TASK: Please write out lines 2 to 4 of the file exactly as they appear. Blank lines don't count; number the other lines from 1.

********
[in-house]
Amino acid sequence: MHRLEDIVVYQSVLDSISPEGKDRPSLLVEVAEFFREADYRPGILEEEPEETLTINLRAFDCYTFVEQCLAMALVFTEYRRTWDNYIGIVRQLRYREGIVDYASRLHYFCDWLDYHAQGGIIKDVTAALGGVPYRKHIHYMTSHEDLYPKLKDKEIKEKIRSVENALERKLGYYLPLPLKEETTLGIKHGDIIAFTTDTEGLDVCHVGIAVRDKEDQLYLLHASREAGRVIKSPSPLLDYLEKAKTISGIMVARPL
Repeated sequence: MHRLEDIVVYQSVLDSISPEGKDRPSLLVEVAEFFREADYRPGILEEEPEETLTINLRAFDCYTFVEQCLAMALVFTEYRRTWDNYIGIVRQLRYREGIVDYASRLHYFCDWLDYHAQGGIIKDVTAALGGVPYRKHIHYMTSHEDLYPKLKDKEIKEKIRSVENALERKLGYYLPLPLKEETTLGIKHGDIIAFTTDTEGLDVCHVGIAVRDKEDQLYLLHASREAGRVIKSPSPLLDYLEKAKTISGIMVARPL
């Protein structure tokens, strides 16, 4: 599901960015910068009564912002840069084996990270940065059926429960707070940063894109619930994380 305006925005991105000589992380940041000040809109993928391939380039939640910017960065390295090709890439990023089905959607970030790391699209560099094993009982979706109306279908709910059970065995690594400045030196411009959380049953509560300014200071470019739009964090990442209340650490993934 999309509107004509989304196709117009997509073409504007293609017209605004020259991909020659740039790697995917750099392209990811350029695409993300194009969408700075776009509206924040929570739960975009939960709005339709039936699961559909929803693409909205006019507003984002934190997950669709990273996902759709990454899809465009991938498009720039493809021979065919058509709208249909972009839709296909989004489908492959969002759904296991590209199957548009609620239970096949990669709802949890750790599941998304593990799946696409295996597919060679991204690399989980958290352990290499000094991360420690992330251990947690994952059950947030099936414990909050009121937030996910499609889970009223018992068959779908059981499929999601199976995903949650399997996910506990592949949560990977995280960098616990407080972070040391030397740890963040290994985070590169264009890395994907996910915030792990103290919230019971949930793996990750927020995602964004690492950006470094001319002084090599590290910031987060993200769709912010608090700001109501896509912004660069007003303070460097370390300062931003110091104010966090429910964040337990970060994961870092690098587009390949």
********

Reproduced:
Amino acid sequence: MHRLEDIVVYQSVLDSISPEGKDRPSLLVEVAEFFREADYRPGILEEEPEETLTINLRAFDCYTFVEQCLAMALVFTEYRRTWDNYIGIVRQLRYREGIVDYASRLHYFCDWLDYHAQGGIIKDVTAALGGVPYRKHIHYMTSHEDLYPKLKDKEIKEKIRSVENALERKLGYYLPLPLKEETTLGIKHGDIIAFTTDTEGLDVCHVGIAVRDKEDQLYLLHASREAGRVIKSPSPLLDYLEKAKTISGIMVARPL
Repeated sequence: MHRLEDIVVYQSVLDSISPEGKDRPSLLVEVAEFFREADYRPGILEEEPEETLTINLRAFDCYTFVEQCLAMALVFTEYRRTWDNYIGIVRQLRYREGIVDYASRLHYFCDWLDYHAQGGIIKDVTAALGGVPYRKHIHYMTSHEDLYPKLKDKEIKEKIRSVENALERKLGYYLPLPLKEETTLGIKHGDIIAFTTDTEGLDVCHVGIAVRDKEDQLYLLHASREAGRVIKSPSPLLDYLEKAKTISGIMVARPL
């Protein structure tokens, strides 16, 4: 599901960015910068009564912002840069084996990270940065059926429960707070940063894109619930994380 305006925005991105000589992380940041000040809109993928391939380039939640910017960065390295090709890439990023089905959607970030790391699209560099094993009982979706109306279908709910059970065995690594400045030196411009959380049953509560300014200071470019739009964090990442209340650490993934 999309509107004509989304196709117009997509073409504007293609017209605004020259991909020659740039790697995917750099392209990811350029695409993300194009969408700075776009509206924040929570739960975009939960709005339709039936699961559909929803693409909205006019507003984002934190997950669709990273996902759709990454899809465009991938498009720039493809021979065919058509709208249909972009839709296909989004489908492959969002759904296991590209199957548009609620239970096949990669709802949890750790599941998304593990799946696409295996597919060679991204690399989980958290352990290499000094991360420690992330251990947690994952059950947030099936414990909050009121937030996910499609889970009223018992068959779908059981499929999601199976995903949650399997996910506990592949949560990977995280960098616990407080972070040391030397740890963040290994985070590169264009890395994907996910915030792990103290919230019971949930793996990750927020995602964004690492950006470094001319002084090599590290910031987060993200769709912010608090700001109501896509912004660069007003303070460097370390300062931003110091104010966090429910964040337990970060994961870092690098587009390949």